Art can be a means of coping. Art is often a form of rebellion. Art is expected to prompt change. Art, then, is agency.
Latin Americans have fought for equal rights in ways similar to other minorities, with explicit parallels to the African-American Civil Rights Movement. Since colonial history, this struggle for agency and recognition has been a part of the identities of these people. Confined to physical sectors within cities such as New York based upon economic and social statuses, historically Latin Americans sought comfort and empowerment through this sense of community—a trend that continues through the present. This organization of community often directed the strikes and the development of political parties.
Political organizations such as the Young Lords Party and more extreme groups like The Armed Forces of Puerto Rican National Liberation were among the most apparent entities that promote change and resistance. Mainly, these groups protested the US government and its treatment of Latin Americans nationally as well as abroad, while defining the overarching goals and demands that were ignored. The Young Lords Party, borrowing from The Ten-Point Program developed by the Black Panthers, created a list of thirteen aspirations spurred by the Puerto Rican experience in the United States and their critical response to the US control of the island of Puerto. All thirteen of these points can be criticized, strengthened, and even enacted by the process and transmission of art.
Music, painting, photography, dance, theater, and literature are powerful and prevalent components in Latin American resistance of substandard conditions and striving to empower others to call for change. From widely circulated posters to private opposition, art transcends time, place, and even language.
One of the most well-known political activists is Puerto Rican artist Elizam Escobar. Escobar was a member of The Armed Forces of Puerto Rican National Liberation during the 1970s while he was a student in the States. In 1980, Escobar was arrested with eleven other members of this group with charges of planning to bomb Federal property. Originally sentenced to 68 years in a Federal prison, Escobar and the others were granted clemency from President Clinton in 1999. During his incarceration the artist created some of his best-known paintings dealing with his heritage as well as his feelings that he was an anti-colonial prisoner of war. Even while still in prison, many of his works went on exhibition in the United States and Puerto Rico under the title “Art as an Act of Liberation.” Here, Escobar embraces the power that art has to not only cope with his situation but to communicate ideas to others.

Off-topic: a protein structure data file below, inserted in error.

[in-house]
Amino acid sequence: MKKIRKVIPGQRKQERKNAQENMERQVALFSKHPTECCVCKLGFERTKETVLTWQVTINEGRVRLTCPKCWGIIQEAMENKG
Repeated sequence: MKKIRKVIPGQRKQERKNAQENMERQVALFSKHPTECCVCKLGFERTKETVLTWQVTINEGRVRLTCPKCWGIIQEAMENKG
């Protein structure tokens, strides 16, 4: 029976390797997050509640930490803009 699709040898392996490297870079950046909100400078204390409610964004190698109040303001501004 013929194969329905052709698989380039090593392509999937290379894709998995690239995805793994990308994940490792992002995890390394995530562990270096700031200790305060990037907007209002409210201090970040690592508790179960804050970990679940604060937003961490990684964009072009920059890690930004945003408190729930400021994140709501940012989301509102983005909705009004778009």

Juan Antonio Corretjer is a Puerto Rican poet who like many modern artists propelled his vision of a liberated Puerto Rico and social egalitarianism into his works. Born and raised on the island, Corretjer travelled to New York City to establish himself as a writer, but continued with his political activism which landed him in jail like many other activists of the time. Despite his incarceration, Corretjer continued his alliance with Partido Nacionalista while in New York and his essays and poems served as a critical response to the nature of the problem. One of his more celebrated series of poems is Yerba Bruja (1957) that alludes to the restricting force that the United States and other European countries have afflicted on native populations:
Yerba Bruja (Bewitching Grass)
Caminando por el monte (Walking through the woods)
vi acercándose una estrella. (I saw approaching a star.)
Yerba bruja me ató al pie. (Witch grass tied me to the foot.)
Sentí pesada la lengua. (Tongue felt heavy.)
Debajo de los anones (Under the sugar apple)
un arco lanzó su flecha (a bow and arrow launched)
que era rastro luminoso (it was a bright trail)
de cucubano o luciérnaga. (of Cucubano or firefly.)
Seguí andando, seguí andando (I kept walking, kept walking)
sin saber rumbo ni senda. (without knowing direction or path.)
A un clamor de seboruco (A cry of Seboruco)
llegué al fin. (I got to the end.)
Froté la muesca (I rubbed the notch)
y aspiré el humo sagrado (and inhaled the sacred smoke)
que hace la boca profeta. (mouth-prophet.)
¡Bateyes del Otuao (Bateyes of Otuao)
para la danza guerrera! (for the war dance!)
Tú gritaste, ¡Manicato! (You screamed, manicata!)
Y yo, encima de la puerta, (And I, above the door,)
cuando la noche acababa (when the night had ended)
colgué mi collar de piedra. (I hung my necklace made of stone.)
Juan Antonio Corretjer (1957) 
These two artists represent how powerful the ideals and struggles are within the Puerto Rican communities. With the use of art, as well as centers like El Museo del Barrio that exhibit contributions from Latin Americans, communities can better understand and organize their aspirations for equal rights and self-determination. Since art transcends normal temporal and special boundaries, it has the greatest chance of communicating ideas that can stimulate dialogue that leads to change.
 Morales, Iris. “Power to the People” forward to ¡Palante, Siempre Palante! companion book.
 “Elizam’s Passages.” Puerto Rico Herald. 8 March 2002. Accessed 7 May 2011. http://www.puertorico-herald.org/issues/2002/vol6n10/Elizam-en.html
 Rodríguez, Néstor E. Juan Antonio Corretjer Biography. Accessed 7 May 2011.
 Corretjer, Juan Antonio. Yerba Bruja. Cuidad Seva. Translation by Google. Accessed 7 May 2011